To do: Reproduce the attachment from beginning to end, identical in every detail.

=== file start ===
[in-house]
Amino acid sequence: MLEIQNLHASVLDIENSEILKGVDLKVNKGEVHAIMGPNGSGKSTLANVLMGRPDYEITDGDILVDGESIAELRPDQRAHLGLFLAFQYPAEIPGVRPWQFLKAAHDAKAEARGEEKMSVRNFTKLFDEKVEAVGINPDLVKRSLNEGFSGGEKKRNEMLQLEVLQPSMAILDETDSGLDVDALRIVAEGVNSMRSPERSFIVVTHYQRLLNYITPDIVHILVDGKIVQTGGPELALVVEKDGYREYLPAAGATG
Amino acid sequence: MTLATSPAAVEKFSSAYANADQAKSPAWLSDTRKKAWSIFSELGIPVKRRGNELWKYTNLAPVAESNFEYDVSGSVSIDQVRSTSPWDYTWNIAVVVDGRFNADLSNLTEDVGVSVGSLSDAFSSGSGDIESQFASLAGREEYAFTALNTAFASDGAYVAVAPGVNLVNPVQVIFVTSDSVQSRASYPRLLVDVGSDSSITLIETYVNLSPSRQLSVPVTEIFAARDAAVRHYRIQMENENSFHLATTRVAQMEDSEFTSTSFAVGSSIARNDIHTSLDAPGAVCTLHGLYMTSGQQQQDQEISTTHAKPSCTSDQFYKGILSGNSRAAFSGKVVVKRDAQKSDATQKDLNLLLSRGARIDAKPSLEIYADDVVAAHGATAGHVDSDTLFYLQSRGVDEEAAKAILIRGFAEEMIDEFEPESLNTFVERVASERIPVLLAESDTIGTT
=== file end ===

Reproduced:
[in-house]
Amino acid sequence: MLEIQNLHASVLDIENSEILKGVDLKVNKGEVHAIMGPNGSGKSTLANVLMGRPDYEITDGDILVDGESIAELRPDQRAHLGLFLAFQYPAEIPGVRPWQFLKAAHDAKAEARGEEKMSVRNFTKLFDEKVEAVGINPDLVKRSLNEGFSGGEKKRNEMLQLEVLQPSMAILDETDSGLDVDALRIVAEGVNSMRSPERSFIVVTHYQRLLNYITPDIVHILVDGKIVQTGGPELALVVEKDGYREYLPAAGATG
Amino acid sequence: MTLATSPAAVEKFSSAYANADQAKSPAWLSDTRKKAWSIFSELGIPVKRRGNELWKYTNLAPVAESNFEYDVSGSVSIDQVRSTSPWDYTWNIAVVVDGRFNADLSNLTEDVGVSVGSLSDAFSSGSGDIESQFASLAGREEYAFTALNTAFASDGAYVAVAPGVNLVNPVQVIFVTSDSVQSRASYPRLLVDVGSDSSITLIETYVNLSPSRQLSVPVTEIFAARDAAVRHYRIQMENENSFHLATTRVAQMEDSEFTSTSFAVGSSIARNDIHTSLDAPGAVCTLHGLYMTSGQQQQDQEISTTHAKPSCTSDQFYKGILSGNSRAAFSGKVVVKRDAQKSDATQKDLNLLLSRGARIDAKPSLEIYADDVVAAHGATAGHVDSDTLFYLQSRGVDEEAAKAILIRGFAEEMIDEFEPESLNTFVERVASERIPVLLAESDTIGTT